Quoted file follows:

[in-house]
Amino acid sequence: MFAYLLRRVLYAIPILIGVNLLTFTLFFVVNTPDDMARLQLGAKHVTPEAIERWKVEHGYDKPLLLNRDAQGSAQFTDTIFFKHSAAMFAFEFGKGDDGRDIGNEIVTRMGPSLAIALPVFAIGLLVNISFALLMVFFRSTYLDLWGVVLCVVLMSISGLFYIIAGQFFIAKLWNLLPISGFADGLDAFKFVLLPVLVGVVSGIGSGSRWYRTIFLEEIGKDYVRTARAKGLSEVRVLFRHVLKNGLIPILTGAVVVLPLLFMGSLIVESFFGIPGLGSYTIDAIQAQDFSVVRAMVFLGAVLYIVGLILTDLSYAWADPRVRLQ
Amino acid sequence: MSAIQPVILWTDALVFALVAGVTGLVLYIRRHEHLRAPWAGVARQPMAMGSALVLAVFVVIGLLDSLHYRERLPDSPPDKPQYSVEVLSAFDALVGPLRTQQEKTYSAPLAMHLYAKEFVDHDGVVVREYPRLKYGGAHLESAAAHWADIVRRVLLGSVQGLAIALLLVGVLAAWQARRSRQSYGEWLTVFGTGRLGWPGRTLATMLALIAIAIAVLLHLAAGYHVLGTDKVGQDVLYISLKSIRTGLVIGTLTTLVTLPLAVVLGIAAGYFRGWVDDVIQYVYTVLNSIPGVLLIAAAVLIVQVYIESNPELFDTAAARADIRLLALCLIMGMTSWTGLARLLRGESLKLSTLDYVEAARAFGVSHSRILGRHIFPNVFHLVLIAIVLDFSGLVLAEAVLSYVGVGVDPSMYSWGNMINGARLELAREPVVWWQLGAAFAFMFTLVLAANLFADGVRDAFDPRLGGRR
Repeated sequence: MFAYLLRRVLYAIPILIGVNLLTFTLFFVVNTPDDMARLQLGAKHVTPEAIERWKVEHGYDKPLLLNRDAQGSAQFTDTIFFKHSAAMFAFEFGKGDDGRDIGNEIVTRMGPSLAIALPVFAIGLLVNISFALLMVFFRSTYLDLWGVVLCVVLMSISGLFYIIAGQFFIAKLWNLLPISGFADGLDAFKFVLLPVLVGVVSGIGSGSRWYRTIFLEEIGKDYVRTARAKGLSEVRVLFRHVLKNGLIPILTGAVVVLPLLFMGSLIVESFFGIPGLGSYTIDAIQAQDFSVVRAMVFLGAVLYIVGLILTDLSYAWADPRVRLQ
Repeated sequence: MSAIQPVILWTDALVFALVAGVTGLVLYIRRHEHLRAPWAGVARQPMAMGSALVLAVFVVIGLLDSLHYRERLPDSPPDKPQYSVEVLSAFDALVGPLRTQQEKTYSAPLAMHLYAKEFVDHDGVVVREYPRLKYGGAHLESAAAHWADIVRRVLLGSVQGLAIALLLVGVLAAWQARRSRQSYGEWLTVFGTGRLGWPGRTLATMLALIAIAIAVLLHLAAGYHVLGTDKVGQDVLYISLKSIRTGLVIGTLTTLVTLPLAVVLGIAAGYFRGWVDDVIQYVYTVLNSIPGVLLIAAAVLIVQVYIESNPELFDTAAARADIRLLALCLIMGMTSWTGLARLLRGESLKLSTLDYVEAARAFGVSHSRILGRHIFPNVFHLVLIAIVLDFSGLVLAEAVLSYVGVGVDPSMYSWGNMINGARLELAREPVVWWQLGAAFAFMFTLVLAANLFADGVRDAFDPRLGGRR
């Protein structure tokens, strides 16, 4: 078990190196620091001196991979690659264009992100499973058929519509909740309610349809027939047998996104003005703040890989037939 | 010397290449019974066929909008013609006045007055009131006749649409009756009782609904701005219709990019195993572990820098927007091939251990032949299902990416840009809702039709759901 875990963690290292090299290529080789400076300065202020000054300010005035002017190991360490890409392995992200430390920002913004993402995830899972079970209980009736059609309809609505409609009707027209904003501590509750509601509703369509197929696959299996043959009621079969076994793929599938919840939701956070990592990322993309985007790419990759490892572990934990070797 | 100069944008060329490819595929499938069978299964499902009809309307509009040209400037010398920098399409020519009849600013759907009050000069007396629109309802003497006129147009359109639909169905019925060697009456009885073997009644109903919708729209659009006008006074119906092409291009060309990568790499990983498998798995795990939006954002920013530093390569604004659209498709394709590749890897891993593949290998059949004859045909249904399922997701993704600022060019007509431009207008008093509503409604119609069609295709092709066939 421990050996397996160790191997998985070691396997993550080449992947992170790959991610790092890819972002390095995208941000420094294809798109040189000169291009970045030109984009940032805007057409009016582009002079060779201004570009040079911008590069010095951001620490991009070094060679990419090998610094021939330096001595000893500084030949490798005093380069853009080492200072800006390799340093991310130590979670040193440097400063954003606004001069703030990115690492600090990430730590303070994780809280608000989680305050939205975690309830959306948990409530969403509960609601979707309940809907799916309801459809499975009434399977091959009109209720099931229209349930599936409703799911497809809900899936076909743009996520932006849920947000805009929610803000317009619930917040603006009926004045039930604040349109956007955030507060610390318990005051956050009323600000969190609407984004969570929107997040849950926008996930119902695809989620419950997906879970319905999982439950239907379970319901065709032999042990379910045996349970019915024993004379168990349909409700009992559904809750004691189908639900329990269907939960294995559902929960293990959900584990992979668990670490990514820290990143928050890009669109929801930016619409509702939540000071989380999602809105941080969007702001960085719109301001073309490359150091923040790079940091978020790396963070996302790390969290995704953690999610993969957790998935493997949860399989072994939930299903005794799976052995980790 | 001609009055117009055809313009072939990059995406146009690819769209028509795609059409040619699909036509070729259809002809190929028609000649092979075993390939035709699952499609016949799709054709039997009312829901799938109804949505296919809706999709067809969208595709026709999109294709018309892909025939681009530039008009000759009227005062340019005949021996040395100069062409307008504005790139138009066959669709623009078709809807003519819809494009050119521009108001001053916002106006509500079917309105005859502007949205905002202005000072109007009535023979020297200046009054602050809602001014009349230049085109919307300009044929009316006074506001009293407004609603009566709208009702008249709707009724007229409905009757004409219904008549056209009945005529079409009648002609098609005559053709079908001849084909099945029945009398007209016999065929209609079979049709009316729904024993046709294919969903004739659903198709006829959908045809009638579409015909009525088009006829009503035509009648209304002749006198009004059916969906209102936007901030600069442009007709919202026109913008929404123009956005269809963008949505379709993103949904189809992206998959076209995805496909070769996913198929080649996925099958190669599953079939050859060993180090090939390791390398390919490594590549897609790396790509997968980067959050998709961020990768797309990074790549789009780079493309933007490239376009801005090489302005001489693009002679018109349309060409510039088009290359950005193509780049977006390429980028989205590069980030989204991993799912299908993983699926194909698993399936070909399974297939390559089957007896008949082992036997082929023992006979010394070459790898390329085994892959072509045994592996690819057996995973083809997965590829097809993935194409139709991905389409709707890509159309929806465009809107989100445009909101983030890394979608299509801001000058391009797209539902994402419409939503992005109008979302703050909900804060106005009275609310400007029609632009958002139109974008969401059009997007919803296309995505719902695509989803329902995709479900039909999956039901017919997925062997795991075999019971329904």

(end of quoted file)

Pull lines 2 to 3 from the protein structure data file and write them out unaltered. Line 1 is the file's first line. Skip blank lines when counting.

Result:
Amino acid sequence: MFAYLLRRVLYAIPILIGVNLLTFTLFFVVNTPDDMARLQLGAKHVTPEAIERWKVEHGYDKPLLLNRDAQGSAQFTDTIFFKHSAAMFAFEFGKGDDGRDIGNEIVTRMGPSLAIALPVFAIGLLVNISFALLMVFFRSTYLDLWGVVLCVVLMSISGLFYIIAGQFFIAKLWNLLPISGFADGLDAFKFVLLPVLVGVVSGIGSGSRWYRTIFLEEIGKDYVRTARAKGLSEVRVLFRHVLKNGLIPILTGAVVVLPLLFMGSLIVESFFGIPGLGSYTIDAIQAQDFSVVRAMVFLGAVLYIVGLILTDLSYAWADPRVRLQ
Amino acid sequence: MSAIQPVILWTDALVFALVAGVTGLVLYIRRHEHLRAPWAGVARQPMAMGSALVLAVFVVIGLLDSLHYRERLPDSPPDKPQYSVEVLSAFDALVGPLRTQQEKTYSAPLAMHLYAKEFVDHDGVVVREYPRLKYGGAHLESAAAHWADIVRRVLLGSVQGLAIALLLVGVLAAWQARRSRQSYGEWLTVFGTGRLGWPGRTLATMLALIAIAIAVLLHLAAGYHVLGTDKVGQDVLYISLKSIRTGLVIGTLTTLVTLPLAVVLGIAAGYFRGWVDDVIQYVYTVLNSIPGVLLIAAAVLIVQVYIESNPELFDTAAARADIRLLALCLIMGMTSWTGLARLLRGESLKLSTLDYVEAARAFGVSHSRILGRHIFPNVFHLVLIAIVLDFSGLVLAEAVLSYVGVGVDPSMYSWGNMINGARLELAREPVVWWQLGAAFAFMFTLVLAANLFADGVRDAFDPRLGGRR